Countering Violent Extremism in the U.S. Military

The Foreign Policy Research Institute (FPRI) gave me an interesting research topic a few weeks ago examining the impact of Major Nidal Hasan’s attack on fellow soldiers at Ft. Hood, Texas. The paper is available here at: Major Nidal Hasan and the Ft. Hood Tragedy: Implications for the U.S. Armed Forces.

In the conduct of my research, I noticed several things:

  • Holistic research on Major Hasan’s radicalization and early years is pretty limited.  I hope that someone does a good book or a dissertation sometime soon looking at the entire story.
  • Hasan’s radicalization seemed very familiar to the extremist path traveled by many other former military members that attacked Americans.  I only used three examples in this paper, but I had many others cases I could have added.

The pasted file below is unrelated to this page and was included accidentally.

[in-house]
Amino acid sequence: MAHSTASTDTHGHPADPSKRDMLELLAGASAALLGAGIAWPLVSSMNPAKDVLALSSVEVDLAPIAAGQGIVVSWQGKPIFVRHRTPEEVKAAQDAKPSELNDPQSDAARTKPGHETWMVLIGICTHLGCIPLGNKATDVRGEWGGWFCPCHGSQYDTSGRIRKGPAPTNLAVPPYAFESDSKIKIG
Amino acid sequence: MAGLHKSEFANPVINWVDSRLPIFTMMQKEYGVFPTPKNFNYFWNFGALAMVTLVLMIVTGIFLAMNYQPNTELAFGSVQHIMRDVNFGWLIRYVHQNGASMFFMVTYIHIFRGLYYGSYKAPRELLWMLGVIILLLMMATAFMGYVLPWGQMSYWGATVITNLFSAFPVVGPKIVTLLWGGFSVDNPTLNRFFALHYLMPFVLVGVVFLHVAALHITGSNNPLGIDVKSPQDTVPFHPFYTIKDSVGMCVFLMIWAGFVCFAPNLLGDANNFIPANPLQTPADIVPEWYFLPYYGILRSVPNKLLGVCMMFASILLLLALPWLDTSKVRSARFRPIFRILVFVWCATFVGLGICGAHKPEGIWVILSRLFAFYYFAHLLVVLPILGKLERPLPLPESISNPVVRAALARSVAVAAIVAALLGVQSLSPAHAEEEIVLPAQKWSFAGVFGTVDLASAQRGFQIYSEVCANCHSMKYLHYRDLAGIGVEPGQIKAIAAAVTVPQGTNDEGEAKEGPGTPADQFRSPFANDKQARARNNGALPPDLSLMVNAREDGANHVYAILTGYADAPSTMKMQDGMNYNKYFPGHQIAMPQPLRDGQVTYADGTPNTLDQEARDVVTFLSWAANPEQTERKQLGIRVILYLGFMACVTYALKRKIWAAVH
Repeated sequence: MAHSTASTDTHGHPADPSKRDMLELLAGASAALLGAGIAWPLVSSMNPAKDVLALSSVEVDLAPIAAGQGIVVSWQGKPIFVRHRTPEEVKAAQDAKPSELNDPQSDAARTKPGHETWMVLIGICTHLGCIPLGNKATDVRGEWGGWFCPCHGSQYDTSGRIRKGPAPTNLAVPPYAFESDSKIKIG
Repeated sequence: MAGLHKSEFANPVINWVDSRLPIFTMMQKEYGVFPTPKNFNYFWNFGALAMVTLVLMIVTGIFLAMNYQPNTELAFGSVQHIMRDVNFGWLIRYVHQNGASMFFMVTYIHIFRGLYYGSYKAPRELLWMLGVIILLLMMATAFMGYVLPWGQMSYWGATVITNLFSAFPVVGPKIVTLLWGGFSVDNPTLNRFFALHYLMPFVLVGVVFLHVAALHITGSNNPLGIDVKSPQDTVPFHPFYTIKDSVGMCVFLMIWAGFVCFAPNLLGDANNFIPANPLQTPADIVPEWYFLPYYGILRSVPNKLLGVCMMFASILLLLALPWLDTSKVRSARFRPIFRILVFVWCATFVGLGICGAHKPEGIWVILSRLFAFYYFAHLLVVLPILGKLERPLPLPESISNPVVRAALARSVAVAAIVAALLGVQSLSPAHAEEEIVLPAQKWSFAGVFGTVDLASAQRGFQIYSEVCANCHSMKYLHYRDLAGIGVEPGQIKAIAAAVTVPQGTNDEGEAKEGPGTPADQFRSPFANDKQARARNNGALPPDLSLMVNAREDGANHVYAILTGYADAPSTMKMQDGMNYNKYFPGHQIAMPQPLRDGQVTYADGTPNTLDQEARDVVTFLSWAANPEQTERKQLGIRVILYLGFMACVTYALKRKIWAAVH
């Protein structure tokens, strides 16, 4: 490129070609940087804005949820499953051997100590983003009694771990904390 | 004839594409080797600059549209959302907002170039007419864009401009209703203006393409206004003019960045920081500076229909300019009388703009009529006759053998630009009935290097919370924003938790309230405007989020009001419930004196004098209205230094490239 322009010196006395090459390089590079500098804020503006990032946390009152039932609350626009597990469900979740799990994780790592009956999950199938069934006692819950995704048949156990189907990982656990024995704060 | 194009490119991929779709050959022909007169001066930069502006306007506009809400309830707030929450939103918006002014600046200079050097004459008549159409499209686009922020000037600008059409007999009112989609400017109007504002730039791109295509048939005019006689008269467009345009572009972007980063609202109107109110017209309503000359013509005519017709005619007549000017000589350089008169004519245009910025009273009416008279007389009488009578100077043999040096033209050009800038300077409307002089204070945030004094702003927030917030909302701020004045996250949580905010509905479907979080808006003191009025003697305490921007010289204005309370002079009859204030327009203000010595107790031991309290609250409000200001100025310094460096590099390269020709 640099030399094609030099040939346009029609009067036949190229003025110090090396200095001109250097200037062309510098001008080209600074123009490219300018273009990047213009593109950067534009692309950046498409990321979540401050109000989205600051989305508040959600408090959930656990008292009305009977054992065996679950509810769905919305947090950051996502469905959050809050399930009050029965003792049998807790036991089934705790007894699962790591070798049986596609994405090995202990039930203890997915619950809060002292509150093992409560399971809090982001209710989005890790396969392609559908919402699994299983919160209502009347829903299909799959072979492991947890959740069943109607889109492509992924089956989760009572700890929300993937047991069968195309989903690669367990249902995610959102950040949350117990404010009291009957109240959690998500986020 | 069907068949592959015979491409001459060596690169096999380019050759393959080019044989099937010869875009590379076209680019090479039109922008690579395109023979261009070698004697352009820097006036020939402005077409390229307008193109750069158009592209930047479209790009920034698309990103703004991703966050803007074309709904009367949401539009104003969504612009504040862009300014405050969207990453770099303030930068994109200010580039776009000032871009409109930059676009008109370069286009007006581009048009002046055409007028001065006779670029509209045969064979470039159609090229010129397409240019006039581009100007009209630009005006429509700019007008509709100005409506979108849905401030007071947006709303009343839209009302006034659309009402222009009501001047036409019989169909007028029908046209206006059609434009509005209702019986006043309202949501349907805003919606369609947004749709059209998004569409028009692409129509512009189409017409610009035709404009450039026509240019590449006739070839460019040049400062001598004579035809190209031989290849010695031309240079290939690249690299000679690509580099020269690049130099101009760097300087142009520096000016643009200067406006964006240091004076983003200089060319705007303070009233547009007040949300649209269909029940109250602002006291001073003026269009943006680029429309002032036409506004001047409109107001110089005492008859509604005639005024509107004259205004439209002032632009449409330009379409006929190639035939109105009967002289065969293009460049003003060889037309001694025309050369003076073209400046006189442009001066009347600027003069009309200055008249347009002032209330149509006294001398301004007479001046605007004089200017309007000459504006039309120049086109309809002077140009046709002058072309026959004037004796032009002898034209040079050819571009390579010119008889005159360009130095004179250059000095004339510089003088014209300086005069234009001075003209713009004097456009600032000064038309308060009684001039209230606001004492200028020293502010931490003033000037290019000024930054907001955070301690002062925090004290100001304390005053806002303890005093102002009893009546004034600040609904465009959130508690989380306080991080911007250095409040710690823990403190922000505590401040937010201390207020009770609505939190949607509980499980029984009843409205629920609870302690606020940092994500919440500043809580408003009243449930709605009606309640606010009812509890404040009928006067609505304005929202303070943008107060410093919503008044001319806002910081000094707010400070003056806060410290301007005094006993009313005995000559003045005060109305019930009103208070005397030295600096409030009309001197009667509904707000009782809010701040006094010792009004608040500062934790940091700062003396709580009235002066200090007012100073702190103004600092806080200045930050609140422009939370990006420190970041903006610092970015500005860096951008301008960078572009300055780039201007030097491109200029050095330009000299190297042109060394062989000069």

• Many have cited political correctness as the reason for Hasan not being removed from the service.  While this is valid to an extent, Hasan’s superiors also didn’t have many policies or tools for assessing extremism in the ranks.  When I was in the military, I remember having a manual to assess gang and other extremist group tattoos and literature.  There needs to be some focused research, improved policies and associated tools to assist leaders trying to assess extremism in the ranks; regardless of the ideology.

On this note, I have to give a big thanks to J.M. Berger at Intelwire for an interview and his new book Jihad Joe.  J.M. helped me get some perspective on Hasan; a sparsely researched topic thus far.

Also, a thanks to Chris Heffelfinger and his new book Radical Islam in America.  Chris and I have alternated teaching courses on radicalization processes with different law enforcement programs.  His chapter nine is a good resource for those framing the radicalization process.